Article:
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Tuesday, December 30, 1997 Published at 03:25 GMT

World: Europe

Leaning tower of Pisa to get braces
image: [ Two steel braces will shore up the tower during restoration work ]
Two steel braces will shore up the tower during restoration work

Conservationists plan to prop up the Leaning Tower of Pisa, in Italy, with two steel "braces."

These will steady the fragile structure during key preservation work next year.

The two plastic-coated steel cables will be temporarily attached to the second tier of the white marble bell tower at a height of 22 m.

Michele Jamiolkowski, president of the international commission of experts restoring the tower, said the steel supports would "give us greater peace of mind while work is being carried out.

"We don't want to be scared to death again," he said.

[ image: The lean used to increase by an average of 1.2mm a year]
The lean used to increase by an average of 1.2mm a year
In September 1995, the medieval monument suddenly lurched 2.5mm in one night - about 10% of the lean that the commission had corrected since 1990.

Following the scare, 830 tonnes of lead blocks were positioned to counterbalance the tower.

The tower, one of Italy's most famous monuments and a magnet for tourists mesmerised by its alarming tilt, has been closed since 1990.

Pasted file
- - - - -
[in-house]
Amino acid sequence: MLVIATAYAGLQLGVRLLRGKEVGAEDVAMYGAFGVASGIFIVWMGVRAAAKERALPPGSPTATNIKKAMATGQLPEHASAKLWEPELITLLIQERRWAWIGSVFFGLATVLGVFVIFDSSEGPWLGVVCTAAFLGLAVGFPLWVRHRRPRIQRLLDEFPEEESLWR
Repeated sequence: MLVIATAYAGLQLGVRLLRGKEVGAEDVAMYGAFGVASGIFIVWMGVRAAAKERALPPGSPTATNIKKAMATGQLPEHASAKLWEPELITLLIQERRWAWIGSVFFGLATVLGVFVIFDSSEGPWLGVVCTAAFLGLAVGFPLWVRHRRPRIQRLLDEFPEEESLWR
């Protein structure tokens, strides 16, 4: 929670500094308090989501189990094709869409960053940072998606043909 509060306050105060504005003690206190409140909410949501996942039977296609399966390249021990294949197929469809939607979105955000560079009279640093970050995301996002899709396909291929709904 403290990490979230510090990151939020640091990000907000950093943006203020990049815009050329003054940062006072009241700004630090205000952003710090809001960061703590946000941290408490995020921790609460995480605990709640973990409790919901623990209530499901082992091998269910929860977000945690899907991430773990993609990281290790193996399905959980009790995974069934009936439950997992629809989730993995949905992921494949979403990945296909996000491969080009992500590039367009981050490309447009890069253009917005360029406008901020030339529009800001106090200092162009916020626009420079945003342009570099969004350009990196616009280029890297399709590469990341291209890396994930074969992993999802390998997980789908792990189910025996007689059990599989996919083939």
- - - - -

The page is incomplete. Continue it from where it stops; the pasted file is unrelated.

Tourists were stopped from climbing to the top in an attempt to save the tower by correcting the lean, which used to increase by an average of 1.2mm a year.

It stopped leaning in 1993 after the first stages of the restoration project. The commission aims to correct the tilt by half a degree.

Michele Jamiolkowski said: "That may not sound much but it's enough to guarantee us peace of mind for hundreds of years."

The tower was built on shifting subsoil between 1174 and 1350 as a belfry for the nearby cathedral, and is said to have been used by 16th century astronomer and physicist Galileo for experiments in working out the laws of gravity.

It developed its distinctive lean during the 12th century.

The steel braces are designed to shore up the 14,000-tonne tower during an operation to sink 10 anchoring cables that will eventually stabilise it.

They will be attached to special structures on the north side of the surrounding square.

Counterweights will be fixed to the end of the anchoring cables to keep them taut.

If the tower should suddenly show signs of shifting, the weights could be increased to 100 tonnes to keep it standing.

The experts plan to construct a huge ring of cement underground around the underground foundations, with the 10 steel cables linking one side of the ring to firm layers of earth some 5m below.

Each cable will withstand some 100 tonnes of pressure. Engineers say that will pull the 58m tower back two centimetres from its lean and stabilise its tilt at about five metres off the perpendicular.

Preliminary excavation work will begin next year.

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